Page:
Eddie Lacy heads to Seattle, but offensive line still a question

The Seahawks signed Green Bay's Eddie Lacy to play running back. Analyst Mike Renner says the team still needs to upgrade its line.

| 2 months ago
Packers RB Eddie Lacy

(Don Juan Moore/Getty Images)

Eddie Lacy heads to Seattle, but offensive line still a question

Eddie Lacy is officially a member of the Seattle Seahawks after signing a one-year deal worth as much as $5.5 million next season. The Seahawks weren’t necessarily believed to be running back needy with Thomas Rawls and C.J. Prosise in tow, but the health of each has been a concern over their careers and Lacy will be a steal at that price if fully healthy. That’s a big “if” though, as Lacy himself has managed only 700 snaps the past two seasons due to injury.

When he’s been on the field though over the course of his career, Lacy has been one of the most effective backs in the NFL. Even last season with his weight very much in question, Lacy still averaged 5.1 yards per carry, 3.4 yards after contact per attempt, and broke 19 tackles on 71 carries. Those are elite numbers, albeit over a small sample size.

The big question is whether that will translate from one of the better offensive lines in the league to one that’s been treated as an afterthought. Schematically, Seattle does a good job of creating space for the team’s running backs to get one-on-one opportunities with linebackers, but those have become far more infrequent in recent years. They generated only 1.7 yards before contact on handoffs last year and 1.5 in 2015 after averaging 1.9 in 2014 when they led the NFL in rushing yards. As a team, they were dead last in PFF’s run-blocking grading a season ago. With the only change so far being that Seattle added former Jaguars guard/tackle Luke Joeckel, that doesn’t look like it will be changing anytime soon.

If Lacy is still able to average 3.4 yards after contact per attempt, he’ll be successful behind any offensive line, but that’s a bit of an outlier from his career average. In the three years prior he averaged 2.6 yards after contact on 801 career attempts, still one of the better figures in the league. He also brings a receiving and pass-blocking element to the table that allows him to be a three-down back. Lacy has yielded 17 pressures on 308 pass-blocking snaps in his career, making him a viable candidate to start at left tackle next year for Seattle. He’s also broken 36 tackles on 106 receptions in his career.

When it’s all said and done, the legitimacy of Lacy’s contract depends on his weight and his healthy. If both of those boxes are checked, he’s well worth the money. If they’re not, the Seahawks could have another revolving door on their hands at the position.

| Senior Analyst

Mike is a Senior Analyst at Pro Football Focus. His work has also been featured on The Washington Post, ESPN Insider, and 120 Sports.

  • crosseyedlemon

    Not a cheap one year rental but the other option was to sign someone like Charles and hope he still has something left in the tank. Taking a chance on Lacy makes the most sense when all the other available RBs are aged guys who’s careers are nearly done.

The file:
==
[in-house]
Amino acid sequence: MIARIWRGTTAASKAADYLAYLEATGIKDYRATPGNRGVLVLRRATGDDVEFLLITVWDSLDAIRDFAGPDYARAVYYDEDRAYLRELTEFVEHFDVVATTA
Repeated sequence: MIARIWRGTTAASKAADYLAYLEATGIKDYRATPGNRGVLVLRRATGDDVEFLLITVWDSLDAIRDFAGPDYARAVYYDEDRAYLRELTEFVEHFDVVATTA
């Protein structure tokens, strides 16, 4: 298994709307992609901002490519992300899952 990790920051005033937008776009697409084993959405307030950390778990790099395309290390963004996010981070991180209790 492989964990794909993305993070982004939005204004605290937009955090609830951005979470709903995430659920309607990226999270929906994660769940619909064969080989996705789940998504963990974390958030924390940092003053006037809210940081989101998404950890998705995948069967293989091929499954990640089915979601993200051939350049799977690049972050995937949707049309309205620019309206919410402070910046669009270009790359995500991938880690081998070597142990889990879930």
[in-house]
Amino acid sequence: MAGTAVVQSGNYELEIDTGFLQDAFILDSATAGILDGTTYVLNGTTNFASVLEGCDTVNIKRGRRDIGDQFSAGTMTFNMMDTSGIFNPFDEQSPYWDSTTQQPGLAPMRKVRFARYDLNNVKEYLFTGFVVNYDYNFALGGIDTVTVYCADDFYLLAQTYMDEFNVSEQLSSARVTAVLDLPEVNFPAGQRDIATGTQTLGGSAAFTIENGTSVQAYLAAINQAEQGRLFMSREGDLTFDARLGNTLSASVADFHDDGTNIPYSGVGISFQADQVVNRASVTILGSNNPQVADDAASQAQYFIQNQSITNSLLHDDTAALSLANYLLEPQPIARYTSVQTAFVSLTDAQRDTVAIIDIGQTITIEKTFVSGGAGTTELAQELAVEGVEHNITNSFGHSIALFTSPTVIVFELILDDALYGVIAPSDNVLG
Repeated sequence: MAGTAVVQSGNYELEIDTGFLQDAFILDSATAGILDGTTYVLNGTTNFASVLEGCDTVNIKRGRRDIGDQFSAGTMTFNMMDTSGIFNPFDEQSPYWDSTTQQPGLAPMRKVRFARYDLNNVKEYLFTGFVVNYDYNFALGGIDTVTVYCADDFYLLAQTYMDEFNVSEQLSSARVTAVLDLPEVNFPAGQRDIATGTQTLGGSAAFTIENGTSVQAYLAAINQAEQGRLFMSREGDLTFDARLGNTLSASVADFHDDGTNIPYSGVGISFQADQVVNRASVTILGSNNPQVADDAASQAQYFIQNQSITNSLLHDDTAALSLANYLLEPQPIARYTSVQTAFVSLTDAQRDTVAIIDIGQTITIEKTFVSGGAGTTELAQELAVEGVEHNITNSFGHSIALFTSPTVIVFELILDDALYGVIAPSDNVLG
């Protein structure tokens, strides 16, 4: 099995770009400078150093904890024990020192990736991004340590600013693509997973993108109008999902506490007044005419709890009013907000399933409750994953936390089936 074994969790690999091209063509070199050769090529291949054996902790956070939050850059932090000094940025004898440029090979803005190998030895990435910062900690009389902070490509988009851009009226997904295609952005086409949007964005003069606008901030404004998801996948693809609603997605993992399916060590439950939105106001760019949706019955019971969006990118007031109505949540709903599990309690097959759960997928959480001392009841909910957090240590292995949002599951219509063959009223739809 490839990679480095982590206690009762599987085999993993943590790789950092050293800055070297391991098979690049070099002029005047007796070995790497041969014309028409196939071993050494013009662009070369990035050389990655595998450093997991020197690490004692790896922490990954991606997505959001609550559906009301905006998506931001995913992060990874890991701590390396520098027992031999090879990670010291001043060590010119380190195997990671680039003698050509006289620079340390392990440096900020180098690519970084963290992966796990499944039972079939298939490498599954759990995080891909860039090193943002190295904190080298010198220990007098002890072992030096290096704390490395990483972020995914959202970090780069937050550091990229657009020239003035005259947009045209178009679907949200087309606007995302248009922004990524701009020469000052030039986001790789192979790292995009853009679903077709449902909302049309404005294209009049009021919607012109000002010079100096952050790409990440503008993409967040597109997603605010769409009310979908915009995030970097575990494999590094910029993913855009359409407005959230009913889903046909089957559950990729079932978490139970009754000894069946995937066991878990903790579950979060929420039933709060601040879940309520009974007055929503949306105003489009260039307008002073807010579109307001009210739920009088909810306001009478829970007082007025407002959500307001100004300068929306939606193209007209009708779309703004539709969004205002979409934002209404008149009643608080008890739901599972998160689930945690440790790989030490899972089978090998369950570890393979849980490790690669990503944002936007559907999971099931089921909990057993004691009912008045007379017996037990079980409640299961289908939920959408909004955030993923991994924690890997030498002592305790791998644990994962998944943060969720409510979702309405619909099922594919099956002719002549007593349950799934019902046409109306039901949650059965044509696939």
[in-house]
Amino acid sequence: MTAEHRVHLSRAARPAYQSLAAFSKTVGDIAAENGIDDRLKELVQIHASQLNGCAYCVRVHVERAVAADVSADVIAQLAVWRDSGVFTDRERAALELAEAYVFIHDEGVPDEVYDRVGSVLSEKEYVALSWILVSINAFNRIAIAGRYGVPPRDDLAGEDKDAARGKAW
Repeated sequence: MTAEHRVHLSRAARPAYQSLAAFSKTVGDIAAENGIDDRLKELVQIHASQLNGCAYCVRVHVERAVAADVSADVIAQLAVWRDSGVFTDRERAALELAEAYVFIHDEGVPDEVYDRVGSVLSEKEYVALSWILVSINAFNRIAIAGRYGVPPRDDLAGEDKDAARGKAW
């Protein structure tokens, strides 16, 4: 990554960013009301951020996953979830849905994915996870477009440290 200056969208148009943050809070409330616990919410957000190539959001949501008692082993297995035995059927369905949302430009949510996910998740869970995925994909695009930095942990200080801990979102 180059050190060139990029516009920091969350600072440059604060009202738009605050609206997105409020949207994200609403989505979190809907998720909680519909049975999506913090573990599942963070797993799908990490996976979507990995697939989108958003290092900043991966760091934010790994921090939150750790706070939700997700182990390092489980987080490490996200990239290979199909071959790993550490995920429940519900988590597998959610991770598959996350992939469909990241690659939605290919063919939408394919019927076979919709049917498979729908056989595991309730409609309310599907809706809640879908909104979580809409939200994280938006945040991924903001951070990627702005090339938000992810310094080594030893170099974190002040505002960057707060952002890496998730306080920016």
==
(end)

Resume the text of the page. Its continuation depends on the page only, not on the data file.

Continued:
• https://twitter.com/MALACHiOFCOURSE Malachi

      they’re still thinking about adding j charles

  • Joe Doe

    I just don’t see how this was worth it. Lacy will have a tougher time behind a shaky line than a more mobile back, even if he does drop 20 lbs to get into the 240’s. Telling Seattle to save money for their o-line is like telling a 6 year old not to eat cookies before dinner so he has room for green beans.

    • crosseyedlemon

      Who is the mobile back you have in mind? Most of the RBs still available are guys around 30 who have lost a few steps and can’t be counted on to be very mobile.

      • Joe Doe

        I’d rather look in the draft to stay cheap at the position, and save money to spend on the line.

        • crosseyedlemon

          That’s a valid approach. The Hawks appear to think Lacy is a better option than a RB they could draft in the later rounds. It’s doubtful this will be a make or break signing for them either way.

  • AKjester

    I didn’t see this as a need for the Hawks. The RBs had less yards after contact than previous years, but it would make sense that earlier contact by the defense would make yards after contact more difficult. I would have preferred to see the Hawk’s RBs currently on the roster have a chance to grow and use the cap room to extend guys like Britt and get DB depth so the draft isn’t forced.

    • crosseyedlemon

      Mike mentioned that this is not a significant need but teams can also help themselves by claiming players that opponents could use against them. It never hurts to have some added depth. I think there is much more potential upside than downside for the Hawks here.

    • SikhHawk

      GR8 FA signing, Lacys superb blocking means Russ will be healthier. His pass catching threat with CJP is a game changer. Lacy & Rawls will be a gr8 1-2 like Falcons. Then let him go after 1 yr & hopefully we pick up a 3rd rd supplemental.